Under the auspices of the ‘Whose crisis? The global COVID-19 Crisis from the Perspective of Communities in Africa’ project, a team of  researchers from Uganda, Malawi, Eswatini, Nigeria, Botswana and Glasgow; Scotland, aimed at exposing unseen aspects of living with COVID-19 by co-curating representations and understandings of the social and cultural crisis generated by the pandemic in Africa. The project was funded by the African Humanities Research Council (AHRC, UK) through the University of Glasgow.

The Ugandan researchers carried out a study in Apala and Abia counties in Alebtong District in Northern Uganda and Banda, Nakawa Division, Kampala District.

However, in this particular article, I particularly focus on the issue of COVID-19 related stigma as experienced Mr. Paul Odida and his family. Mr Odida is from Abia County, Alebtongo district. Before we had an extensive interaction with him, we had earlier on heard in our pre-fieldwork visit that Mr. Odida’s family had faced unprecedented COVID-19 related community isolation and stigma in the region. The research in Alebtong took four intense days from 11th to 14th May 2021. And the extensive interaction we had with Odida, took place on 13th May 2021.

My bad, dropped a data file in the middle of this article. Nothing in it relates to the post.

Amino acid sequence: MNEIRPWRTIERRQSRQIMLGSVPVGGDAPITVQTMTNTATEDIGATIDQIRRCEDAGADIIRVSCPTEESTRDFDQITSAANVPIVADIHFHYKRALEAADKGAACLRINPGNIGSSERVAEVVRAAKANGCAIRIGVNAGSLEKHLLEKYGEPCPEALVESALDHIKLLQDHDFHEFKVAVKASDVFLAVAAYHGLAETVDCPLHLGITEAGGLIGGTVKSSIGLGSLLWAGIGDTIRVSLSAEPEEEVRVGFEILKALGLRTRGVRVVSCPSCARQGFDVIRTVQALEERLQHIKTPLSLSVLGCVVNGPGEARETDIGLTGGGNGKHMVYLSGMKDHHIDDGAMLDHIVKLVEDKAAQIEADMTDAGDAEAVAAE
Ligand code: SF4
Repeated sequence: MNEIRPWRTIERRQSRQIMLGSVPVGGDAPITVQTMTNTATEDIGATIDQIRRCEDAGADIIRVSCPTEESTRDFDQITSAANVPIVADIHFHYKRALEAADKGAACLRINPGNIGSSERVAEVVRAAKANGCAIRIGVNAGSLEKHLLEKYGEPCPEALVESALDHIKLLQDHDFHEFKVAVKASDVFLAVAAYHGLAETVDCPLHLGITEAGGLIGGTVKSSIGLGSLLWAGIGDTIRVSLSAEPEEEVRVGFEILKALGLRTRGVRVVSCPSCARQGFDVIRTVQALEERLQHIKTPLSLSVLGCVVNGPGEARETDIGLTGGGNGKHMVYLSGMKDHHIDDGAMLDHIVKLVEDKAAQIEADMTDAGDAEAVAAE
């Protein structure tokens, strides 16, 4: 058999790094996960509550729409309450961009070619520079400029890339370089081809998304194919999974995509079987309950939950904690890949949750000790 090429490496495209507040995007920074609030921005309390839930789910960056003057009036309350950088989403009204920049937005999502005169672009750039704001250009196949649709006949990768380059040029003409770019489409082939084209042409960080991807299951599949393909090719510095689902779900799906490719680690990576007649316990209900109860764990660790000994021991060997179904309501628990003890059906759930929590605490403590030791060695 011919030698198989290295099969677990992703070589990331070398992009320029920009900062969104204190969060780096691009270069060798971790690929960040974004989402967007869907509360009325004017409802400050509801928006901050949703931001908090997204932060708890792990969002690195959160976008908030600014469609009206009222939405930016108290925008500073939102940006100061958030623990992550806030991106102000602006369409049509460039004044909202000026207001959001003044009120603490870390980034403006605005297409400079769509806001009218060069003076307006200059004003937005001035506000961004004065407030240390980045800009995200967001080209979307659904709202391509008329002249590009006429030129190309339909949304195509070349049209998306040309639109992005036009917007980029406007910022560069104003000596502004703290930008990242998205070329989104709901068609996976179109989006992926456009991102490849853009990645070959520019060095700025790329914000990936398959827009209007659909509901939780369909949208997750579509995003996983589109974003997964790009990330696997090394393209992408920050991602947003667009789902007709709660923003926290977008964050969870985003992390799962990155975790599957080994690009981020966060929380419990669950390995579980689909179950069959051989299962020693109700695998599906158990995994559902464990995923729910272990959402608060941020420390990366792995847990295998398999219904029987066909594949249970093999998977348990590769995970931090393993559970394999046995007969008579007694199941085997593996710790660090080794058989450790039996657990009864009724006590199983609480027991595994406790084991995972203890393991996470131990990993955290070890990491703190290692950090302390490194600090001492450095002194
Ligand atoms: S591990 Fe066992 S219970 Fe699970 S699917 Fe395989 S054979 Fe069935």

When Covid-19 started in China in late 2019, the ambitious Mr. Paul Odida who wanted to retire with a degree was at his graduation at Kampala University (one of the private universities in Kampala, Uganda) after completing his Bachelor’s degree in education. At that time, he was only hearing about the Corona Virus and its related COVID-19 on radio and television and word was passing around that the virus was intensifying in China.

By then, the 63 year old retired teacher who currently engages in commercial agriculture and religious work, did not know that the pandemic would find its way to Uganda and finally hit him hard in unprecedented ways in his rural enclave in Abia County, Alebtong district. Abia is about 260 Kilometers from Kampala; Uganda’s capital city.